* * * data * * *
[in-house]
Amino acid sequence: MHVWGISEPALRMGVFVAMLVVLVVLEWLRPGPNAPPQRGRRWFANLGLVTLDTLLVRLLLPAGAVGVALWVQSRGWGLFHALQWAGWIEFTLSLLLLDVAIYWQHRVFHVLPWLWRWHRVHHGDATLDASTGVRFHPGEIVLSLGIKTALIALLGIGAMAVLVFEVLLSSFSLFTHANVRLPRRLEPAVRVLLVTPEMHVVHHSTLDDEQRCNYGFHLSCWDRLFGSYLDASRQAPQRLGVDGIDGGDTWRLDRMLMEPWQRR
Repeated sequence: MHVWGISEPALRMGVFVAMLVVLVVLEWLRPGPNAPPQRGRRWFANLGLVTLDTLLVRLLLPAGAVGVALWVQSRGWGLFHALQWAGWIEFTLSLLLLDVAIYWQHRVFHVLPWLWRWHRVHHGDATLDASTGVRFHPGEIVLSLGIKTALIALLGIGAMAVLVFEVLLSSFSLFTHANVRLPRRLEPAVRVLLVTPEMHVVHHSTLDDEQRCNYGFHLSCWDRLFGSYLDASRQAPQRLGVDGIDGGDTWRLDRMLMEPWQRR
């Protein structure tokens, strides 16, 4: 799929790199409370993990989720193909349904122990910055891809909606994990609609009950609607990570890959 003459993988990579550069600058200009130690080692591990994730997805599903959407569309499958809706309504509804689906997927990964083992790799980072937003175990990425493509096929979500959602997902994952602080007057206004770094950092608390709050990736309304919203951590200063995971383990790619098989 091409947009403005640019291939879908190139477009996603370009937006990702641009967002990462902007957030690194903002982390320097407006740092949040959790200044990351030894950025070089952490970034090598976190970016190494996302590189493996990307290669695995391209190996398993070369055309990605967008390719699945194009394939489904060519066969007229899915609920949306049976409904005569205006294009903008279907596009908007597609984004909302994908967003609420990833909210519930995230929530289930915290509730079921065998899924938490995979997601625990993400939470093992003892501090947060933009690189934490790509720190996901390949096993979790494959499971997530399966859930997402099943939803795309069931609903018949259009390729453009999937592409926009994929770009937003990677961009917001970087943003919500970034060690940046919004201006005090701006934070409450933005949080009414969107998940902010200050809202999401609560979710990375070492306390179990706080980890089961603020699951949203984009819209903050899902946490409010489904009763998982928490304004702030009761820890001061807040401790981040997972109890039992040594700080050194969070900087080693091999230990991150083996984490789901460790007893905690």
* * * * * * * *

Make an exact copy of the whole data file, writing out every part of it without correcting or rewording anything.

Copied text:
[in-house]
Amino acid sequence: MHVWGISEPALRMGVFVAMLVVLVVLEWLRPGPNAPPQRGRRWFANLGLVTLDTLLVRLLLPAGAVGVALWVQSRGWGLFHALQWAGWIEFTLSLLLLDVAIYWQHRVFHVLPWLWRWHRVHHGDATLDASTGVRFHPGEIVLSLGIKTALIALLGIGAMAVLVFEVLLSSFSLFTHANVRLPRRLEPAVRVLLVTPEMHVVHHSTLDDEQRCNYGFHLSCWDRLFGSYLDASRQAPQRLGVDGIDGGDTWRLDRMLMEPWQRR
Repeated sequence: MHVWGISEPALRMGVFVAMLVVLVVLEWLRPGPNAPPQRGRRWFANLGLVTLDTLLVRLLLPAGAVGVALWVQSRGWGLFHALQWAGWIEFTLSLLLLDVAIYWQHRVFHVLPWLWRWHRVHHGDATLDASTGVRFHPGEIVLSLGIKTALIALLGIGAMAVLVFEVLLSSFSLFTHANVRLPRRLEPAVRVLLVTPEMHVVHHSTLDDEQRCNYGFHLSCWDRLFGSYLDASRQAPQRLGVDGIDGGDTWRLDRMLMEPWQRR
């Protein structure tokens, strides 16, 4: 799929790199409370993990989720193909349904122990910055891809909606994990609609009950609607990570890959 003459993988990579550069600058200009130690080692591990994730997805599903959407569309499958809706309504509804689906997927990964083992790799980072937003175990990425493509096929979500959602997902994952602080007057206004770094950092608390709050990736309304919203951590200063995971383990790619098989 091409947009403005640019291939879908190139477009996603370009937006990702641009967002990462902007957030690194903002982390320097407006740092949040959790200044990351030894950025070089952490970034090598976190970016190494996302590189493996990307290669695995391209190996398993070369055309990605967008390719699945194009394939489904060519066969007229899915609920949306049976409904005569205006294009903008279907596009908007597609984004909302994908967003609420990833909210519930995230929530289930915290509730079921065998899924938490995979997601625990993400939470093992003892501090947060933009690189934490790509720190996901390949096993979790494959499971997530399966859930997402099943939803795309069931609903018949259009390729453009999937592409926009994929770009937003990677961009917001970087943003919500970034060690940046919004201006005090701006934070409450933005949080009414969107998940902010200050809202999401609560979710990375070492306390179990706080980890089961603020699951949203984009819209903050899902946490409010489904009763998982928490304004702030009761820890001061807040401790981040997972109890039992040594700080050194969070900087080693091999230990991150083996984490789901460790007893905690």